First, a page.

Faces of gout: Ellery P.
One in 10 people with kidney disease has gout, and an even higher percentage of people with gout have kidney disease. To learn more about the connection between kidney disease and gout, visit the American Kidney Fund’s Goutful campaign at KidneyFund.org/gout. Goutful education content is made possible by Horizon Therapeutics. Below is a letter patient Ellery P. wrote detailing his experiences living with gout and kidney failure.
Dear fellow advocates and those living with kidney failure,
I woke up one morning feeling as if my foot was on fire. At the time, I was working part-time as a server, preparing for the birth of my son. Since the pain had never happened before, I just chalked it up to hitting my toe at some point and assumed I just didn’t remember, although my toe area was red and inflamed. It went away after four to five days, but returned again the next month or so. I couldn’t put on a sock, shoe or have anything really touch that side of my foot area. I mentioned it to a friend who ran down a few things, and gout was one of them. But I couldn’t have gout. To my understanding gout was something that only older people talked about.
To make a really long story short, this went on for the next year or two. Some instances were worse than others, but I fought through it with the help of doctors helping me manage it with pain meds. I found out that my kidneys were failing in 1999, and then began the ups and downs of dealing with the nephrologists, blood work, biopsies and eventually going on dialysis. I just happened to have a doctor’s appointment during one of the pain episodes. My doctor mentioned that I was having gout-like symptoms, because my kidneys weren’t cleaning out all the “dirty” things that normally functioning kidneys typically would. So, as it turns out, this was an additional warning to me that I didn’t know about, telling me that there was something more seriously wrong with my health. True to form, after I received my first transplant in March 2003, the gout symptoms went away.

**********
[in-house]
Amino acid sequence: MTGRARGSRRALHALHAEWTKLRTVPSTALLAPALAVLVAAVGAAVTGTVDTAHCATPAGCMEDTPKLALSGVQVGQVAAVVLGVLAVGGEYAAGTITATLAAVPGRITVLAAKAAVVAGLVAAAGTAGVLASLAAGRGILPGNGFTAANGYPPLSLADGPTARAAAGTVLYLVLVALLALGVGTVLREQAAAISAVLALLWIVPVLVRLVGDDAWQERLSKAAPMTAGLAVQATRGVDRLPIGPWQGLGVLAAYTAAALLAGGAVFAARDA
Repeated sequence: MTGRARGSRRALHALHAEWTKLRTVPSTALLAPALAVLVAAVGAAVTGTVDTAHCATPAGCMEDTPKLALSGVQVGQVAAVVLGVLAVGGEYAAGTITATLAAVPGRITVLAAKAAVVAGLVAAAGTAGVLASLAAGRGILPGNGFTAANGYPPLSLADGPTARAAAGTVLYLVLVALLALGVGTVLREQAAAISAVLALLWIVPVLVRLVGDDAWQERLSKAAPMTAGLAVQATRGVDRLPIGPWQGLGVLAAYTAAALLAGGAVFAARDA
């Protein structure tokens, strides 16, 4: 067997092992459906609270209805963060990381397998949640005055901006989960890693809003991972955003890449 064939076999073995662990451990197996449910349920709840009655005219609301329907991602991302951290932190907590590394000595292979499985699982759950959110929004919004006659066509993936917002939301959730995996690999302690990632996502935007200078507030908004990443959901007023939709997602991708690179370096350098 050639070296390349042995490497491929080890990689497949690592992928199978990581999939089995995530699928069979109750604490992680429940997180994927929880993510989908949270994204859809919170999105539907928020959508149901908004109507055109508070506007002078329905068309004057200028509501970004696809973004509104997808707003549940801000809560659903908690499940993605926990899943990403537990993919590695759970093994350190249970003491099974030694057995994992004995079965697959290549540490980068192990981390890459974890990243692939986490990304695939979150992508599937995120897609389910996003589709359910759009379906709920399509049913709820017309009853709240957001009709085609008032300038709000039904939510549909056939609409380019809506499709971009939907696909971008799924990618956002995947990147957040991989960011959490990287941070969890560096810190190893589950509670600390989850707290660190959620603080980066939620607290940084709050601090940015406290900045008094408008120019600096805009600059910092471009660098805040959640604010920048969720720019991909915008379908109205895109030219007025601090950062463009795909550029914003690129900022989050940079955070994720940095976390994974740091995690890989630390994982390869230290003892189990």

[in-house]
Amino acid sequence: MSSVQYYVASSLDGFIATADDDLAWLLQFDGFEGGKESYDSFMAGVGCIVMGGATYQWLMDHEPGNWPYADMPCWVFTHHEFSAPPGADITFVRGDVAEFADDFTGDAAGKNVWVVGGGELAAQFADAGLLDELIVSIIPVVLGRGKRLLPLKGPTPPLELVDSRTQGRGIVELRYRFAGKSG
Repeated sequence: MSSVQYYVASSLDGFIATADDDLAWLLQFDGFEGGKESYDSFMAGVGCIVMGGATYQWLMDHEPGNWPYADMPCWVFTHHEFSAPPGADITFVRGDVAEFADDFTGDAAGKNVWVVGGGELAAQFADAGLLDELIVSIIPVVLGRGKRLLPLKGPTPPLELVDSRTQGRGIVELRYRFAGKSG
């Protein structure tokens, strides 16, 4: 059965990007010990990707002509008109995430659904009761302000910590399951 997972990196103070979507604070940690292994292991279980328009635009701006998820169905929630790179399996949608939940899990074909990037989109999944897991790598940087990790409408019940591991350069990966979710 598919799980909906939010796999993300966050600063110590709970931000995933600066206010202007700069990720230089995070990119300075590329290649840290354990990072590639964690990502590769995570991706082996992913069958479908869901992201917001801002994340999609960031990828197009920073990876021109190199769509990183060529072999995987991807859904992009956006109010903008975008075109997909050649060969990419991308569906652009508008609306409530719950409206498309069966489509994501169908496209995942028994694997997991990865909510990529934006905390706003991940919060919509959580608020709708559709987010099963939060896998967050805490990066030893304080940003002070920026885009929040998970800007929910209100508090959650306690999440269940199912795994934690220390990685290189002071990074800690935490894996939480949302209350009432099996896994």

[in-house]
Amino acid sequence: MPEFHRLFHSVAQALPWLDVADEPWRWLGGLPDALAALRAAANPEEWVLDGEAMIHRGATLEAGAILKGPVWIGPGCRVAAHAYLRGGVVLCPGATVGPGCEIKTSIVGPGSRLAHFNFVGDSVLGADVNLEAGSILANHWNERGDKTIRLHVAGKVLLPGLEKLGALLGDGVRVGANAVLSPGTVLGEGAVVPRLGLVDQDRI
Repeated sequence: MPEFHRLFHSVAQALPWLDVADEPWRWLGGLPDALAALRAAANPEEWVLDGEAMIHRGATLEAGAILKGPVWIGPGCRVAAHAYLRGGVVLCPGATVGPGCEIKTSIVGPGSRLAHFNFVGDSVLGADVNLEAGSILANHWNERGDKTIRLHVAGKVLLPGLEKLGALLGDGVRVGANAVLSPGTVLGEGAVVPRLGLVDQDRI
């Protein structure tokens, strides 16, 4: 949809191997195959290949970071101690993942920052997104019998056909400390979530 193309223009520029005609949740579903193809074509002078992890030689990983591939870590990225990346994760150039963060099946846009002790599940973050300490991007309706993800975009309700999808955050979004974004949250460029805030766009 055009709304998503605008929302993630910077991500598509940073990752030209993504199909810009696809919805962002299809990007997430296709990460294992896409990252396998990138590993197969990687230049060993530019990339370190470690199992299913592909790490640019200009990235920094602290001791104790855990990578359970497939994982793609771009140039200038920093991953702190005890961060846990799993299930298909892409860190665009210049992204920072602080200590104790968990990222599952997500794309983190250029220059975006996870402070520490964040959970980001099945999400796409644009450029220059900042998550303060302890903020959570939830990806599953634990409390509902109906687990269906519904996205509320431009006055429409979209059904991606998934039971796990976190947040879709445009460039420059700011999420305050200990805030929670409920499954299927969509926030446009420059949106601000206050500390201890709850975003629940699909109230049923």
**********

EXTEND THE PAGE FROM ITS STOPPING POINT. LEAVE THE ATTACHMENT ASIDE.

While I did have a second transplant in 2012, and while I was on dialysis again from January 2011 to July 2012, the gout reappeared several times.
I’m happy that I haven’t really dealt with any real gout symptoms. I do take Allopurinol to help combat those symptoms also.
The message in my short story is: spread awareness of advocating for your health. Don’t let the signs go, thinking that it’ll just go away. In many instances, your body is trying to tell you something. Listen, ask your health providers and be engaged so that you can catch these things early on to prevent further danger to your health.